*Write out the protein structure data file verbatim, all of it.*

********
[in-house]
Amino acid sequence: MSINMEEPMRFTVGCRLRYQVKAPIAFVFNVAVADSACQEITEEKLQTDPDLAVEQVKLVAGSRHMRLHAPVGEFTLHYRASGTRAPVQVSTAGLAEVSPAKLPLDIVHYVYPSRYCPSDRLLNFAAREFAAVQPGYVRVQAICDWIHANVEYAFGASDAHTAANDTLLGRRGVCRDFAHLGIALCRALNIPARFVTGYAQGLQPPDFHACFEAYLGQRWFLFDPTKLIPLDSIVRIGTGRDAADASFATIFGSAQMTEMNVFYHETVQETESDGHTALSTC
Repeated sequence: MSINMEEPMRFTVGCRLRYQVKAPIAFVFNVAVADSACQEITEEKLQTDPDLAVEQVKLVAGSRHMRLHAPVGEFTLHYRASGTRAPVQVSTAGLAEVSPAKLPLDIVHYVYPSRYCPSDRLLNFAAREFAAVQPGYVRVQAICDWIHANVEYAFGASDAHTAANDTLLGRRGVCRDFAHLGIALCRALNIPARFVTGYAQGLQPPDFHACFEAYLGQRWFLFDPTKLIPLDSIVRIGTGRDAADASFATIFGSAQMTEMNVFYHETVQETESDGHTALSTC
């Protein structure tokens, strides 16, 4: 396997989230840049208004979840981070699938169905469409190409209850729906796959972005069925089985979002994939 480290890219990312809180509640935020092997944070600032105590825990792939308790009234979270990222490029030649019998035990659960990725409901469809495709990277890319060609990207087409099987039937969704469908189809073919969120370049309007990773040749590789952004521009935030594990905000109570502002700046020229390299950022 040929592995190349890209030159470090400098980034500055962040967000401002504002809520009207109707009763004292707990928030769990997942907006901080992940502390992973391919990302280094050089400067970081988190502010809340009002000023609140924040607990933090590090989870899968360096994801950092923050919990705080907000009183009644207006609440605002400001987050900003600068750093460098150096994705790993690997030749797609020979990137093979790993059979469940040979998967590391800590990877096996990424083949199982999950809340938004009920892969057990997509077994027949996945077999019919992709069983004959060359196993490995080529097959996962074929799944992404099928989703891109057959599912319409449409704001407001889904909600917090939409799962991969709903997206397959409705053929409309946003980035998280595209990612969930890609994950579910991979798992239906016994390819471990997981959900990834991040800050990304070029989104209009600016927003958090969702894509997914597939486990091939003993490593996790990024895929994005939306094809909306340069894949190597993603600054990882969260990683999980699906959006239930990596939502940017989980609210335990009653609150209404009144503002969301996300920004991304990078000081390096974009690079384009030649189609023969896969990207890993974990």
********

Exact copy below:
[in-house]
Amino acid sequence: MSINMEEPMRFTVGCRLRYQVKAPIAFVFNVAVADSACQEITEEKLQTDPDLAVEQVKLVAGSRHMRLHAPVGEFTLHYRASGTRAPVQVSTAGLAEVSPAKLPLDIVHYVYPSRYCPSDRLLNFAAREFAAVQPGYVRVQAICDWIHANVEYAFGASDAHTAANDTLLGRRGVCRDFAHLGIALCRALNIPARFVTGYAQGLQPPDFHACFEAYLGQRWFLFDPTKLIPLDSIVRIGTGRDAADASFATIFGSAQMTEMNVFYHETVQETESDGHTALSTC
Repeated sequence: MSINMEEPMRFTVGCRLRYQVKAPIAFVFNVAVADSACQEITEEKLQTDPDLAVEQVKLVAGSRHMRLHAPVGEFTLHYRASGTRAPVQVSTAGLAEVSPAKLPLDIVHYVYPSRYCPSDRLLNFAAREFAAVQPGYVRVQAICDWIHANVEYAFGASDAHTAANDTLLGRRGVCRDFAHLGIALCRALNIPARFVTGYAQGLQPPDFHACFEAYLGQRWFLFDPTKLIPLDSIVRIGTGRDAADASFATIFGSAQMTEMNVFYHETVQETESDGHTALSTC
């Protein structure tokens, strides 16, 4: 396997989230840049208004979840981070699938169905469409190409209850729906796959972005069925089985979002994939 480290890219990312809180509640935020092997944070600032105590825990792939308790009234979270990222490029030649019998035990659960990725409901469809495709990277890319060609990207087409099987039937969704469908189809073919969120370049309007990773040749590789952004521009935030594990905000109570502002700046020229390299950022 040929592995190349890209030159470090400098980034500055962040967000401002504002809520009207109707009763004292707990928030769990997942907006901080992940502390992973391919990302280094050089400067970081988190502010809340009002000023609140924040607990933090590090989870899968360096994801950092923050919990705080907000009183009644207006609440605002400001987050900003600068750093460098150096994705790993690997030749797609020979990137093979790993059979469940040979998967590391800590990877096996990424083949199982999950809340938004009920892969057990997509077994027949996945077999019919992709069983004959060359196993490995080529097959996962074929799944992404099928989703891109057959599912319409449409704001407001889904909600917090939409799962991969709903997206397959409705053929409309946003980035998280595209990612969930890609994950579910991979798992239906016994390819471990997981959900990834991040800050990304070029989104209009600016927003958090969702894509997914597939486990091939003993490593996790990024895929994005939306094809909306340069894949190597993603600054990882969260990683999980699906959006239930990596939502940017989980609210335990009653609150209404009144503002969301996300920004991304990078000081390096974009690079384009030649189609023969896969990207890993974990």